Friendly, Homey and Tasty Teishoku Restaurant 京都 明日香 定食屋
Asuka is a restaurant that I have been going to since even before I lived in Kyoto. It has never disappointed me. Asuka serves ‘teishoku‘ set menu meals and offers ‘ippin‘ a la carte dishes. The atmosphere is friendly, the prices are reasonable, the home cooking style food is delicious and it is located near the museums and Heian Shrine in Okazaki Park. Asuka is very popular with locals and foreign visitors.
Downhome and Tasty in Stuffy Old Kyoto
Asuka, run by several yakety-yak older ladies, is down home and low key in a way that very few restaurants are in Kyoto. Asuka reminds me more of an Osaka restaurant than one in Kyoto.
As the restaurant is just a 30 second walk from the Higashiyama Subway Station on the Tozai Line, which is the jump-off point for the museums in Okazaki Park and Heian Shrine, Asuka always seems to have several foreign customers. Asuka is about the most foreigner friendly place I know in the city. A wholesome and tasty teishoku meal can be had for under 1,000 yen, which makes Asuka a good deal.
I stopped in the other day on an early winter day for a late afternoon lunch. I ordered a set meal that included simmered fish head chunks, however most dishes at Asuka a lot more conventional and ‘foreigner friendly’.
Buri-ara Nitsuke Teishoku
Buri-ara Nitsuke: Yellowtail Head Chunks Simmered in Shoyu
Buri-ara Nitsuke: Yellowtail Head Chunks Simmered in Shoyu – detail
Teishoku, literally ‘set meal’ in Japanese, is very common and economical, especially for lunch. Teishoku usually includes fish, a rice or noodle dish with 3 or 4 other small side dishes and miso soup. Asuka offers several Kyoto-style noodle dishes and always several seasonal teishoku meals, usually featuring fish.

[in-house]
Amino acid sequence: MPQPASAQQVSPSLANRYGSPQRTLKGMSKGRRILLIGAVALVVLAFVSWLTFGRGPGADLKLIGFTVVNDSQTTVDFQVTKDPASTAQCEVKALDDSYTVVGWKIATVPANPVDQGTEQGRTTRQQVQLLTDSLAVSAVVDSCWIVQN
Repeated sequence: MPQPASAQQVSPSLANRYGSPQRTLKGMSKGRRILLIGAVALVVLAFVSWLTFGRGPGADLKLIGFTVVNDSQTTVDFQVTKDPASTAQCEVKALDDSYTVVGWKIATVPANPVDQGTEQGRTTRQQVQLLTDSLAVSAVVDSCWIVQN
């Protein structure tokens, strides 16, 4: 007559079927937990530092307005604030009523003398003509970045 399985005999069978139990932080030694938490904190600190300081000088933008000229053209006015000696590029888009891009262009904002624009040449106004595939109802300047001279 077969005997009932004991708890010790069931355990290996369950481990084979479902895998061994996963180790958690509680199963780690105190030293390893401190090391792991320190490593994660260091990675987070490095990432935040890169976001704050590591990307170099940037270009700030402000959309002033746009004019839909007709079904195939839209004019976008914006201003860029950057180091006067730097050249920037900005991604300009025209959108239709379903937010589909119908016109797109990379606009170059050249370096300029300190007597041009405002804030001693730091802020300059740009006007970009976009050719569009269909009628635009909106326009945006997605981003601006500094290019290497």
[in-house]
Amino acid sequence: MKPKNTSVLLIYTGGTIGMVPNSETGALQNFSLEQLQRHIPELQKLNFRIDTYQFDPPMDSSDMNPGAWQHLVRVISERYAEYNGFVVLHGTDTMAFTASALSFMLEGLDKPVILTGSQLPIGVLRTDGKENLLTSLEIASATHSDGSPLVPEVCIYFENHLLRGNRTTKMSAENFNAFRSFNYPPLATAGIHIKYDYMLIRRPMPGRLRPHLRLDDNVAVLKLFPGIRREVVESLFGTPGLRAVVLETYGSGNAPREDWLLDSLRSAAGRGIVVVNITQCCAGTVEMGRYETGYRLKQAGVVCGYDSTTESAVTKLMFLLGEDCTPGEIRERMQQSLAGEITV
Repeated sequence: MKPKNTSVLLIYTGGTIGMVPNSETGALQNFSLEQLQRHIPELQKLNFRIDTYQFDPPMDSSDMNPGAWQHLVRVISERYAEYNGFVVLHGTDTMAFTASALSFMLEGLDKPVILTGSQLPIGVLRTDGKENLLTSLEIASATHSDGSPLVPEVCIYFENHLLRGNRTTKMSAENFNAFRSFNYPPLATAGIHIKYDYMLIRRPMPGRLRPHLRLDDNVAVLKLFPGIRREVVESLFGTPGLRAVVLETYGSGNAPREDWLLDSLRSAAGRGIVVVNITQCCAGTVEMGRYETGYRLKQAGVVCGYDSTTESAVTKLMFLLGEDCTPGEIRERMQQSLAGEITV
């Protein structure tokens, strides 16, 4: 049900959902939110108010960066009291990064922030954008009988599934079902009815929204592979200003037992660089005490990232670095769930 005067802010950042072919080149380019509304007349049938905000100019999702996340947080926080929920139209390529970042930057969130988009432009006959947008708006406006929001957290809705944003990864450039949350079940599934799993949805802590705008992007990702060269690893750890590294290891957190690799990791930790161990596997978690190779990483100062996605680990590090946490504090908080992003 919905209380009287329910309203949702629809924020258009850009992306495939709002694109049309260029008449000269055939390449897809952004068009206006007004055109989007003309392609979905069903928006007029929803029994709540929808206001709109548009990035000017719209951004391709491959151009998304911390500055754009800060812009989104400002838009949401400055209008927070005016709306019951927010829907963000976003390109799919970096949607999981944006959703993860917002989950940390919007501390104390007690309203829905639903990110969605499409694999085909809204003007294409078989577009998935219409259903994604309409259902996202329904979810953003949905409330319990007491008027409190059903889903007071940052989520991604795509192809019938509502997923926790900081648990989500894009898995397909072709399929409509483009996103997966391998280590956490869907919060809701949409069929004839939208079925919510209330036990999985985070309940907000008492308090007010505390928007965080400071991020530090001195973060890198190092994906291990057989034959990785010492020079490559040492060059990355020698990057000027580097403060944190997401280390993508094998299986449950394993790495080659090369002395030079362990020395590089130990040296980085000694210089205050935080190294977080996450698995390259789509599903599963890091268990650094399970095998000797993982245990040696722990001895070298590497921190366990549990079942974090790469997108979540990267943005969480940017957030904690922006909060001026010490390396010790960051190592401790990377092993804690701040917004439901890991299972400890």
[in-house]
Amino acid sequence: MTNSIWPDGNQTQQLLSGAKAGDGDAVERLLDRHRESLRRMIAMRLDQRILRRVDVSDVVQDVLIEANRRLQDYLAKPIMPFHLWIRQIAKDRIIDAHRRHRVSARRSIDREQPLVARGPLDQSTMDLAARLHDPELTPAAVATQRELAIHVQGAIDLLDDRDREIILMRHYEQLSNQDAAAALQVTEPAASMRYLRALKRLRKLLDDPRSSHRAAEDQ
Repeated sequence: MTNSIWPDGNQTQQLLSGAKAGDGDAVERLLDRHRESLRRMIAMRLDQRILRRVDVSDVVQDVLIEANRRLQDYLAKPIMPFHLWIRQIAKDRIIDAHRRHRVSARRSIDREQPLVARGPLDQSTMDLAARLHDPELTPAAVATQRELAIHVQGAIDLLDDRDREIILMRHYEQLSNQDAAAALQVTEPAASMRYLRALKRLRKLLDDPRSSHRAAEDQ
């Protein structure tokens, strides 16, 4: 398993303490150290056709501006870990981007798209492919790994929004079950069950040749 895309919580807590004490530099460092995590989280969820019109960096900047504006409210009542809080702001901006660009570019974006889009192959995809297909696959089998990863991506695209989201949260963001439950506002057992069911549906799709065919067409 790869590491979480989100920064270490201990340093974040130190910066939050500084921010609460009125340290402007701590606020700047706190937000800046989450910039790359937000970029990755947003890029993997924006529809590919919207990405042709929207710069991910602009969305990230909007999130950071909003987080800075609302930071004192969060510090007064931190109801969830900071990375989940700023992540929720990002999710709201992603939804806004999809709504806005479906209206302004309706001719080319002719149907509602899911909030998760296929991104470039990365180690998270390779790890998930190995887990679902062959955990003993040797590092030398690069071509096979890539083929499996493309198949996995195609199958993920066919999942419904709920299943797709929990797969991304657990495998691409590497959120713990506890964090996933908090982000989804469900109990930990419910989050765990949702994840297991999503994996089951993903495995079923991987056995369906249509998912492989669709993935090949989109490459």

I had the seasonal buri-ara nitsuke teishoku, that is chunks of yellowtail head simmered in sweetened soy sauce and ginger. The other dishes included rice, miso soup, tofu, simmered vegetables and pickles. Plucking out the bits of meat from a fish head is not for everyone and Asuka offers plenty of other dishes that are far easier to eat.
Ippin, literally ‘one dish’ is popular fare at drinking establishments such as izakaya. Asuka offers a huge menu of seasonal, ippin dishes that go well with beer or sake or add some bulk to a teishoku. (If you are a sake aficionado, Asuka’s sake selection is nothing to write home about. You might want to stick with beer.)
If you are going to Asuka for a leisurely dinner, you can order a number of ippin dishes and split them among your party. This a very popular way to eat out with friends in Japan.
Asuka offers a small counter with chairs and four tables on tatami mat. If the restaurant is smoky you can ask to be seated upstairs.
English and Access
English menu: yes (understandable English)
English website: none
Service/Staff: Very friendly
Hours: 11am-11pm, closed Mondays
Location and Access: Asuka is just a few steps from the North exit of Higashiyama Station on the Subway Tozai Line.
Address : Kyoto, Higashiyama-ku, Sanjo-dori, Jingumichi Nishi-iru Nishimachi 144 (京都市東山区三条通神宮道西入西町144)
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Near sightseeing Spot: Asuka is about a 5 minute walk from the museums in Okazaki Park and Heian Shrine. The start of the Philosopher’s Path at Nanzenji Temple at the foot of the Higashiyama Mountains is about 25 minutes away.